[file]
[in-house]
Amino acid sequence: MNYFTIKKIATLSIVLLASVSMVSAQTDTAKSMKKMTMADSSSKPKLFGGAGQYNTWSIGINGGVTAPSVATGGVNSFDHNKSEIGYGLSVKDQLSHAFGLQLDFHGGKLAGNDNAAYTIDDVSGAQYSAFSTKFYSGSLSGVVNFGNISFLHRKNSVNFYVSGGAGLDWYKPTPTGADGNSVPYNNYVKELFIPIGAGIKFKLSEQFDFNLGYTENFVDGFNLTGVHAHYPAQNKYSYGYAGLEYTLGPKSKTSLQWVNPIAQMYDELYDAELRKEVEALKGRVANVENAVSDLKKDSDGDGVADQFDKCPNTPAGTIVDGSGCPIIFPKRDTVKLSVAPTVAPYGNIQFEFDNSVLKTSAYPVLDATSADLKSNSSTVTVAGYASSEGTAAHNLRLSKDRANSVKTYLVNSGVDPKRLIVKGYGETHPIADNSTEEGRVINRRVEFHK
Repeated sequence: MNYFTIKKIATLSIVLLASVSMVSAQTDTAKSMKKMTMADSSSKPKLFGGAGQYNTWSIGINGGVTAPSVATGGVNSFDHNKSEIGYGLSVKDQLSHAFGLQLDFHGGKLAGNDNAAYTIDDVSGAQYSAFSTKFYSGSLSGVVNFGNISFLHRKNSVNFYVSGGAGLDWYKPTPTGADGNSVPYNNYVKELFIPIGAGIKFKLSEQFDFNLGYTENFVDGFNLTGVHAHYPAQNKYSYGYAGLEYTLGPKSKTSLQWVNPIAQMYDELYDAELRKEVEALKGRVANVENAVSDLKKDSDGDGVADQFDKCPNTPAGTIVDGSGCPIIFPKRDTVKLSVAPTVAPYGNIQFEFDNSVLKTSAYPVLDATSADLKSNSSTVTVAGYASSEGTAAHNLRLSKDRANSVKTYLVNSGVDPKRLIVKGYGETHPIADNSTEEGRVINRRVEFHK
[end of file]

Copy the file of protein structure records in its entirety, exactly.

[in-house]
Amino acid sequence: MNYFTIKKIATLSIVLLASVSMVSAQTDTAKSMKKMTMADSSSKPKLFGGAGQYNTWSIGINGGVTAPSVATGGVNSFDHNKSEIGYGLSVKDQLSHAFGLQLDFHGGKLAGNDNAAYTIDDVSGAQYSAFSTKFYSGSLSGVVNFGNISFLHRKNSVNFYVSGGAGLDWYKPTPTGADGNSVPYNNYVKELFIPIGAGIKFKLSEQFDFNLGYTENFVDGFNLTGVHAHYPAQNKYSYGYAGLEYTLGPKSKTSLQWVNPIAQMYDELYDAELRKEVEALKGRVANVENAVSDLKKDSDGDGVADQFDKCPNTPAGTIVDGSGCPIIFPKRDTVKLSVAPTVAPYGNIQFEFDNSVLKTSAYPVLDATSADLKSNSSTVTVAGYASSEGTAAHNLRLSKDRANSVKTYLVNSGVDPKRLIVKGYGETHPIADNSTEEGRVINRRVEFHK
Repeated sequence: MNYFTIKKIATLSIVLLASVSMVSAQTDTAKSMKKMTMADSSSKPKLFGGAGQYNTWSIGINGGVTAPSVATGGVNSFDHNKSEIGYGLSVKDQLSHAFGLQLDFHGGKLAGNDNAAYTIDDVSGAQYSAFSTKFYSGSLSGVVNFGNISFLHRKNSVNFYVSGGAGLDWYKPTPTGADGNSVPYNNYVKELFIPIGAGIKFKLSEQFDFNLGYTENFVDGFNLTGVHAHYPAQNKYSYGYAGLEYTLGPKSKTSLQWVNPIAQMYDELYDAELRKEVEALKGRVANVENAVSDLKKDSDGDGVADQFDKCPNTPAGTIVDGSGCPIIFPKRDTVKLSVAPTVAPYGNIQFEFDNSVLKTSAYPVLDATSADLKSNSSTVTVAGYASSEGTAAHNLRLSKDRANSVKTYLVNSGVDPKRLIVKGYGETHPIADNSTEEGRVINRRVEFHK